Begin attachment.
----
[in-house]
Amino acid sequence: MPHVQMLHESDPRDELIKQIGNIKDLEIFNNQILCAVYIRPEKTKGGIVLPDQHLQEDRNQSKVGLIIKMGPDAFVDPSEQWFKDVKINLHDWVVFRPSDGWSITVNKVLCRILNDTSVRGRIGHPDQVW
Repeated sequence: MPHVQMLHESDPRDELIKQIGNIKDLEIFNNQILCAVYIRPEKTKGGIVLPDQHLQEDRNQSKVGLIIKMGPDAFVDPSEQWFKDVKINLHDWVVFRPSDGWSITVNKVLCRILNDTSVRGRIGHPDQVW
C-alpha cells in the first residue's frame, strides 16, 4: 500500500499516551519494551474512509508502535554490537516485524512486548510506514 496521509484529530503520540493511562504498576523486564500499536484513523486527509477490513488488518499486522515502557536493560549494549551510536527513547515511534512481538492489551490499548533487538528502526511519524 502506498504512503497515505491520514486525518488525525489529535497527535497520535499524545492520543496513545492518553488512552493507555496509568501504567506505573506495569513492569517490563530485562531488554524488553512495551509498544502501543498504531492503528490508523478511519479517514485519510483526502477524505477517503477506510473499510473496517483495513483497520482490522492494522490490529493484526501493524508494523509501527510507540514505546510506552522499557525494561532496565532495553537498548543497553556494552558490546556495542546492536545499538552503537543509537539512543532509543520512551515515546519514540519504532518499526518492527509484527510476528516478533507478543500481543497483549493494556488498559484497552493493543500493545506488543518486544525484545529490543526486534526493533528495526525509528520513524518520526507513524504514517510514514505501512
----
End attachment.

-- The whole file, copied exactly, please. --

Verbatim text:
[in-house]
Amino acid sequence: MPHVQMLHESDPRDELIKQIGNIKDLEIFNNQILCAVYIRPEKTKGGIVLPDQHLQEDRNQSKVGLIIKMGPDAFVDPSEQWFKDVKINLHDWVVFRPSDGWSITVNKVLCRILNDTSVRGRIGHPDQVW
Repeated sequence: MPHVQMLHESDPRDELIKQIGNIKDLEIFNNQILCAVYIRPEKTKGGIVLPDQHLQEDRNQSKVGLIIKMGPDAFVDPSEQWFKDVKINLHDWVVFRPSDGWSITVNKVLCRILNDTSVRGRIGHPDQVW
C-alpha cells in the first residue's frame, strides 16, 4: 500500500499516551519494551474512509508502535554490537516485524512486548510506514 496521509484529530503520540493511562504498576523486564500499536484513523486527509477490513488488518499486522515502557536493560549494549551510536527513547515511534512481538492489551490499548533487538528502526511519524 502506498504512503497515505491520514486525518488525525489529535497527535497520535499524545492520543496513545492518553488512552493507555496509568501504567506505573506495569513492569517490563530485562531488554524488553512495551509498544502501543498504531492503528490508523478511519479517514485519510483526502477524505477517503477506510473499510473496517483495513483497520482490522492494522490490529493484526501493524508494523509501527510507540514505546510506552522499557525494561532496565532495553537498548543497553556494552558490546556495542546492536545499538552503537543509537539512543532509543520512551515515546519514540519504532518499526518492527509484527510476528516478533507478543500481543497483549493494556488498559484497552493493543500493545506488543518486544525484545529490543526486534526493533528495526525509528520513524518520526507513524504514517510514514505501512